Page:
To Charles Clark, success meant finding ways to serve his family, community, and country. Clark is best remembered as a founder of the consumer products corporation, Kimberly-Clark, but his work in Neenah, Wisconsin, dates back to the 1850s when he worked in a furniture factory to help support his family while he simultaneously attended school.
Walter Bresette passionately worked to educate others on issues such as tribal sovereignty, American Indian treaty rights, and environmentalism.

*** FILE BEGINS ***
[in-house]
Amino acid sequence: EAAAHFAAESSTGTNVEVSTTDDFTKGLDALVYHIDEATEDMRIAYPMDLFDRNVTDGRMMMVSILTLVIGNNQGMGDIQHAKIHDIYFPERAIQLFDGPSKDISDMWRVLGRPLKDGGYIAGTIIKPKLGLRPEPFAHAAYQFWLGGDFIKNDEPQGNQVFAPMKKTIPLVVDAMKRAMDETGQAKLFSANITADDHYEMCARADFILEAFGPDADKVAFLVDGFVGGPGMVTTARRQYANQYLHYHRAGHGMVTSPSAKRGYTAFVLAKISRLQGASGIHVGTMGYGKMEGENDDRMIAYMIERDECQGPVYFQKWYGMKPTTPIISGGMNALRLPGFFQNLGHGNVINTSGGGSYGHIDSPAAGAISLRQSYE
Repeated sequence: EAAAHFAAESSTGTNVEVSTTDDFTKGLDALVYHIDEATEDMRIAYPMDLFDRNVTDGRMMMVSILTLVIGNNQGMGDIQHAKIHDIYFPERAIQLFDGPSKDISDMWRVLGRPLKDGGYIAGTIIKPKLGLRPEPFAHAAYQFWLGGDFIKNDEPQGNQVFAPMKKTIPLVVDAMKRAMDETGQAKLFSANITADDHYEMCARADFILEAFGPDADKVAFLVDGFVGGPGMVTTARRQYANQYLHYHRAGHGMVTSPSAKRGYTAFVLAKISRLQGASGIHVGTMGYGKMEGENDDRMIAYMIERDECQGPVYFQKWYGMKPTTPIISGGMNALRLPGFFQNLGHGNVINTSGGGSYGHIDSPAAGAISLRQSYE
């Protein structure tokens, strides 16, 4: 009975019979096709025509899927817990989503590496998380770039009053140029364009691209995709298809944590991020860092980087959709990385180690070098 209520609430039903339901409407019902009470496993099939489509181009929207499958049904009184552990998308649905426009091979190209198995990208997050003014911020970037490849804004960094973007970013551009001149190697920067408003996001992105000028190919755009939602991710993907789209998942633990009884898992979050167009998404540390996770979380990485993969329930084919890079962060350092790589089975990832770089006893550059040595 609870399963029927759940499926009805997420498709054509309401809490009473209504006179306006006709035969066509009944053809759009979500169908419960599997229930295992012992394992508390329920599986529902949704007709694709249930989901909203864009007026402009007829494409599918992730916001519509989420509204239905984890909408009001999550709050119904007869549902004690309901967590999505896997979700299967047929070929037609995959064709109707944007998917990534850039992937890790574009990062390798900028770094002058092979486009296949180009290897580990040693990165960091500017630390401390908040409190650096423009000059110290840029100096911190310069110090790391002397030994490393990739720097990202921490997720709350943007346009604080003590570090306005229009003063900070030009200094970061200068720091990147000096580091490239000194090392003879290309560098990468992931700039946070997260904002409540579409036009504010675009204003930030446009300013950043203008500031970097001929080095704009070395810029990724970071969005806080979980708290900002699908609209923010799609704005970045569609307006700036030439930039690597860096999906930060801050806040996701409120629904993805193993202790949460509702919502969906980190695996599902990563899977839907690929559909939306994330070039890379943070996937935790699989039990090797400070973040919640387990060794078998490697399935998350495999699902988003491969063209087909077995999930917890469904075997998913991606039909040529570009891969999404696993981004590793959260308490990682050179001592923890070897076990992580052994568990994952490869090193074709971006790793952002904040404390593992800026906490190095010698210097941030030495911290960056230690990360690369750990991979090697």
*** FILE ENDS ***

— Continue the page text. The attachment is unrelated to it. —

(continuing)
As a woman in the early 1900's, Kate Pelham Newcomb had to fight to achieve her dream of becoming a doctor. As a physician in the northwoods of Wisconsin, she sometimes had to fight to reach her patients, traveling by snowshoes and canoe.
During a time when the United States government was pushing many American Indian nations off their lands, Chief Oshkosh worked to negotiate treaties that would allow the Menominee to stay in their homeland. He also promoted his people's traditional forest management practices, known today as sustainable forestry.